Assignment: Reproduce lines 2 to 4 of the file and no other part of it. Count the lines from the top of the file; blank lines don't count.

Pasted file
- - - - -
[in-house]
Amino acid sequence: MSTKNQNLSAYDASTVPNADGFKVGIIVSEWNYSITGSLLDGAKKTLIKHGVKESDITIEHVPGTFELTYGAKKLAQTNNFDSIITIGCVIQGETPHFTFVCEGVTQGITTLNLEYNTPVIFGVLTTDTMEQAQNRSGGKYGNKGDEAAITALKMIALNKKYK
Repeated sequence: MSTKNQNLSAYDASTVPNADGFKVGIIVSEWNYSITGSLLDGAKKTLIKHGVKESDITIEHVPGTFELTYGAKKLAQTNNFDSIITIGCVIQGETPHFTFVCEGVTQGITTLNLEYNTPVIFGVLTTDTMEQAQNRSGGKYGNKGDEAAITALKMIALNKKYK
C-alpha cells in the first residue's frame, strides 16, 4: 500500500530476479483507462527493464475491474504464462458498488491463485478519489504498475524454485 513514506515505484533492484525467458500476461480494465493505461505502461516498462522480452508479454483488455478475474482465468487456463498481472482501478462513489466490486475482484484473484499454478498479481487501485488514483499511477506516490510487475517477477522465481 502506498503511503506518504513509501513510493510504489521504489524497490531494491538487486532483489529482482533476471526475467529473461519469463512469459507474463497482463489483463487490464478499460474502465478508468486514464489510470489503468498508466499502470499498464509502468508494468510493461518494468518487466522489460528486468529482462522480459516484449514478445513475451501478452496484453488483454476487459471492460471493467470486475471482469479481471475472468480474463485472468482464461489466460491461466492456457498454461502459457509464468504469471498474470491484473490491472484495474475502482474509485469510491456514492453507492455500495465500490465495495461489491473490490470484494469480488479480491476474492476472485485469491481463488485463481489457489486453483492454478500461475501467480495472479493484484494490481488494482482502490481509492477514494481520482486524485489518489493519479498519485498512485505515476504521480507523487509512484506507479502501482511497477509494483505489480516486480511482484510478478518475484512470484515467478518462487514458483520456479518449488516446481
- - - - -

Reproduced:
Amino acid sequence: MSTKNQNLSAYDASTVPNADGFKVGIIVSEWNYSITGSLLDGAKKTLIKHGVKESDITIEHVPGTFELTYGAKKLAQTNNFDSIITIGCVIQGETPHFTFVCEGVTQGITTLNLEYNTPVIFGVLTTDTMEQAQNRSGGKYGNKGDEAAITALKMIALNKKYK
Repeated sequence: MSTKNQNLSAYDASTVPNADGFKVGIIVSEWNYSITGSLLDGAKKTLIKHGVKESDITIEHVPGTFELTYGAKKLAQTNNFDSIITIGCVIQGETPHFTFVCEGVTQGITTLNLEYNTPVIFGVLTTDTMEQAQNRSGGKYGNKGDEAAITALKMIALNKKYK
C-alpha cells in the first residue's frame, strides 16, 4: 500500500530476479483507462527493464475491474504464462458498488491463485478519489504498475524454485 513514506515505484533492484525467458500476461480494465493505461505502461516498462522480452508479454483488455478475474482465468487456463498481472482501478462513489466490486475482484484473484499454478498479481487501485488514483499511477506516490510487475517477477522465481 502506498503511503506518504513509501513510493510504489521504489524497490531494491538487486532483489529482482533476471526475467529473461519469463512469459507474463497482463489483463487490464478499460474502465478508468486514464489510470489503468498508466499502470499498464509502468508494468510493461518494468518487466522489460528486468529482462522480459516484449514478445513475451501478452496484453488483454476487459471492460471493467470486475471482469479481471475472468480474463485472468482464461489466460491461466492456457498454461502459457509464468504469471498474470491484473490491472484495474475502482474509485469510491456514492453507492455500495465500490465495495461489491473490490470484494469480488479480491476474492476472485485469491481463488485463481489457489486453483492454478500461475501467480495472479493484484494490481488494482482502490481509492477514494481520482486524485489518489493519479498519485498512485505515476504521480507523487509512484506507479502501482511497477509494483505489480516486480511482484510478478518475484512470484515467478518462487514458483520456479518449488516446481